The bare facts about VAC modeling

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Take it off.

Take it all off and earn $15.00 an hour in the process.
As the posters around campus featuring strategically placed fig leaves note, the Visual Arts Center is seeking versatile models for a variety of classes for both the fall and spring semesters.
Finding models can be a little challenging according to Leslie, especially male models. Nevertheless, he recommends it for a variety of reasons.

He points out that modeling is a great opportunity for those looking to experiment with different mediums of art. Leslie, a former art student himself, says modeling is as natural as art can be. “I did it as an art student, and found it a great way to make money,” Leslie said. “It pays better than the average job. It also was a great way to sit in on a variety of art classes.”

Gaining more than money, Amanda Bolduc, former JSC student, said, “I wasn’t worried about being exposed, I was proud. If you think about it, people drawing you are probably just as uncomfortable drawing you as you are about taking off the robe.”

Former JSC student Jeffrey Ketcham has found modeling both lucrative and therapeutic. “I would recommend it to anyone, especially if you battle with social anxiety or depression. It makes you feel vulnerable and safe in a healthy way,” he said.
The Visual Arts center houses two types of models: work study models and non-work study models, both of which are obligated to sign a contract and schedule detailing availability. Ketcham and Bolduc both said that modeling for the VAC was the highest-paying student job they could find on campus.

Leslie stressed that his department seeks diversity in its models, and welcomes students and community members of all ages, shapes, races, and more. “The myth is that we only want models that look like glamorous movie stars. We are really interested in the human condition, so that is totally false,” Leslie said.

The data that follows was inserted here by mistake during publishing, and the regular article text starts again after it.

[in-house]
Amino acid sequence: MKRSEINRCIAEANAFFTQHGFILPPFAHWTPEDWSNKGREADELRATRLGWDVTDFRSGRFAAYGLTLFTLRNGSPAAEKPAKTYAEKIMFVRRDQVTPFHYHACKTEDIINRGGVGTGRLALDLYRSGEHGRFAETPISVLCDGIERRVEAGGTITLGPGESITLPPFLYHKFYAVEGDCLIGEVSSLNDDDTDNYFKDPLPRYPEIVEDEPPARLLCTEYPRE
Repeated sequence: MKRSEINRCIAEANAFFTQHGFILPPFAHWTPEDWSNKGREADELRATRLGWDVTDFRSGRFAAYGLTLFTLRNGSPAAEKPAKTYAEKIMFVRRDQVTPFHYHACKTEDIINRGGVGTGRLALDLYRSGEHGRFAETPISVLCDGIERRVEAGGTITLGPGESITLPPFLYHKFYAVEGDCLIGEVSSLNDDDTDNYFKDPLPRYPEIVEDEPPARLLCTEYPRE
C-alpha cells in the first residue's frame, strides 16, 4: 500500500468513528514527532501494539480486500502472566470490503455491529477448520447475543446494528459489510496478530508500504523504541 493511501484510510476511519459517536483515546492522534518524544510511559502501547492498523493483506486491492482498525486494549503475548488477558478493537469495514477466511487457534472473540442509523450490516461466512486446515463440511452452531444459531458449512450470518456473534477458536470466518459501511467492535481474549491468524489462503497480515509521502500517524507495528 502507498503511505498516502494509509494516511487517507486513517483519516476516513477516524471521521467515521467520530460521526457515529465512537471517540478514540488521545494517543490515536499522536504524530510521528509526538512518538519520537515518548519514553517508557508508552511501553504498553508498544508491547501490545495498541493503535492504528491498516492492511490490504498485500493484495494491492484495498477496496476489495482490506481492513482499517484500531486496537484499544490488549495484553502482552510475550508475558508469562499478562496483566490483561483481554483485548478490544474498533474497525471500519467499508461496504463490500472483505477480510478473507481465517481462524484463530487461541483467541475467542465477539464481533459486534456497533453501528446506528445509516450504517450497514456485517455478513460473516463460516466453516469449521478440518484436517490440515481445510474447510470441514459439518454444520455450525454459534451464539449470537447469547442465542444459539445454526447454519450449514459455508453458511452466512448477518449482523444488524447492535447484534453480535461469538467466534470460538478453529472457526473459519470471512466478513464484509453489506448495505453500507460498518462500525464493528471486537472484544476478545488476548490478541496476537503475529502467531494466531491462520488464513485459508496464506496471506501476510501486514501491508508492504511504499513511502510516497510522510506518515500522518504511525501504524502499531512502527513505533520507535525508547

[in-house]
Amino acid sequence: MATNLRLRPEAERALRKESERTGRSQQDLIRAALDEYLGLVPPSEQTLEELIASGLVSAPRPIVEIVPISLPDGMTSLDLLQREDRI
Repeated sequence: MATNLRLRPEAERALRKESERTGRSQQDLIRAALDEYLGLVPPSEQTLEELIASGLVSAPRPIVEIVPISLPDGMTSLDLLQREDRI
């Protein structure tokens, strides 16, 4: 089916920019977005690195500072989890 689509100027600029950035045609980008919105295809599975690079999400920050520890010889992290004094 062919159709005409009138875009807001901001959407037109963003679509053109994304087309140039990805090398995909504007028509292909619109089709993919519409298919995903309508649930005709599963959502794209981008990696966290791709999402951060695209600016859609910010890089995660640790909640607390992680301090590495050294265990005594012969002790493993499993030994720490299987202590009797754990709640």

For many models, the most difficult challenge in modeling is not baring their all: it’s the posing. Can you hold still and not scratch your nose for a 30 minute pose? “You think you’re in a comfortable position but the next thing you know 20 minutes later your foot is cramped and your butt is numb…but you can’t move,” Bolduc said.

Ketcham said that losing circulation was the most difficult aspect of modeling but accommodations were made. “The art department was professional and allowed me to take breaks when I needed to,” he said.

Like anything else, modeling wisdom apparently comes with experience. “It takes a lot to know what works,” Leslie said. “If you’re doing a pose for a half hour, you’re not gonna hold your hand up. I’ll never forget when I held my head back for 20 minutes; I was sore for weeks. The fun part is getting to know your body well.”

Models are expected for some art classes to be creative and come up with their own poses. For some art classes the same pose is re-created over a series of sessions or even weeks, whereas in some other classes models are needed to pose themselves continuously for short or long bursts throughout the session.

According to Leslie and part-time faculty Marjorjie Kramer, the spring 2016 semester needs plenty of models especially for the upcoming Life Drawing class that requires one or two models per class for the entire semester. “Some classes cannot function without the model,” Leslie said.

For more information, contact the VAC.

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